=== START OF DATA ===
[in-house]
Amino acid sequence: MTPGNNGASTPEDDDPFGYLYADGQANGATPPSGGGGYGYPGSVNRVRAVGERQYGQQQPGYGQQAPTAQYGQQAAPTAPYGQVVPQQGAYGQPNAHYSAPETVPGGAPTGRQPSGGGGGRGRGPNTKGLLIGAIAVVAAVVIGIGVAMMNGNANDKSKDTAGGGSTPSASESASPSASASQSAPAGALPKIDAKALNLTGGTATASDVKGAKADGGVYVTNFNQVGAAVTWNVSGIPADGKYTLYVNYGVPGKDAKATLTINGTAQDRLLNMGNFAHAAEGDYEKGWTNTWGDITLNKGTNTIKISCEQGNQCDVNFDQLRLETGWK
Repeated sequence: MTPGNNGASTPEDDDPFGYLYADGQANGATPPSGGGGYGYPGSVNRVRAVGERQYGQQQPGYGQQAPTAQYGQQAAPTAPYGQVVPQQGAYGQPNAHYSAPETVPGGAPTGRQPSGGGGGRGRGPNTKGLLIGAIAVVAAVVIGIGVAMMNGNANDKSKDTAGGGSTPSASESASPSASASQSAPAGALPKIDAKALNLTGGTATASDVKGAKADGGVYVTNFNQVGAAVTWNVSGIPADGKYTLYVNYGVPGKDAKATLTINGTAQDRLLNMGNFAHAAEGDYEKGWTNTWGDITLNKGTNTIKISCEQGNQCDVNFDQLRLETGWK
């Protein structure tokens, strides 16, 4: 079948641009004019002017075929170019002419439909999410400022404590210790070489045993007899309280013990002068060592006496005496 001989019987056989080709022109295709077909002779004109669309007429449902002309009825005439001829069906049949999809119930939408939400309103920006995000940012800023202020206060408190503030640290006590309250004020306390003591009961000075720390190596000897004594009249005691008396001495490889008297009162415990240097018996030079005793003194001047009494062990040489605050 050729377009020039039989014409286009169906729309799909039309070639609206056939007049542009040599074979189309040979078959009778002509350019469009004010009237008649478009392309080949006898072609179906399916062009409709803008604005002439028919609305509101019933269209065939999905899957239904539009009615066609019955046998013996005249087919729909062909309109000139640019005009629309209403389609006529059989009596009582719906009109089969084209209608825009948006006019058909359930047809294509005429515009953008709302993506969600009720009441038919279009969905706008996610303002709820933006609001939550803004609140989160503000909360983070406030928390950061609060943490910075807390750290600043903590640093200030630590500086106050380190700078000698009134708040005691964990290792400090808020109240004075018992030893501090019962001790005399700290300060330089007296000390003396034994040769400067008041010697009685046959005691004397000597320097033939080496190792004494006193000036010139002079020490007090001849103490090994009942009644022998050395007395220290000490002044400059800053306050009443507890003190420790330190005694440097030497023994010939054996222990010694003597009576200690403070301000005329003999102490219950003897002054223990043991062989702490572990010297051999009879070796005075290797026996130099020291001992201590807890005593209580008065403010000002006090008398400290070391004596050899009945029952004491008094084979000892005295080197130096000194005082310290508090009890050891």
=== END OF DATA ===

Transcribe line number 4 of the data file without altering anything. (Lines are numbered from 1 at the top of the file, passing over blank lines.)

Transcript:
């Protein structure tokens, strides 16, 4: 079948641009004019002017075929170019002419439909999410400022404590210790070489045993007899309280013990002068060592006496005496 001989019987056989080709022109295709077909002779004109669309007429449902002309009825005439001829069906049949999809119930939408939400309103920006995000940012800023202020206060408190503030640290006590309250004020306390003591009961000075720390190596000897004594009249005691008396001495490889008297009162415990240097018996030079005793003194001047009494062990040489605050 050729377009020039039989014409286009169906729309799909039309070639609206056939007049542009040599074979189309040979078959009778002509350019469009004010009237008649478009392309080949006898072609179906399916062009409709803008604005002439028919609305509101019933269209065939999905899957239904539009009615066609019955046998013996005249087919729909062909309109000139640019005009629309209403389609006529059989009596009582719906009109089969084209209608825009948006006019058909359930047809294509005429515009953008709302993506969600009720009441038919279009969905706008996610303002709820933006609001939550803004609140989160503000909360983070406030928390950061609060943490910075807390750290600043903590640093200030630590500086106050380190700078000698009134708040005691964990290792400090808020109240004075018992030893501090019962001790005399700290300060330089007296000390003396034994040769400067008041010697009685046959005691004397000597320097033939080496190792004494006193000036010139002079020490007090001849103490090994009942009644022998050395007395220290000490002044400059800053306050009443507890003190420790330190005694440097030497023994010939054996222990010694003597009576200690403070301000005329003999102490219950003897002054223990043991062989702490572990010297051999009879070796005075290797026996130099020291001992201590807890005593209580008065403010000002006090008398400290070391004596050899009945029952004491008094084979000892005295080197130096000194005082310290508090009890050891």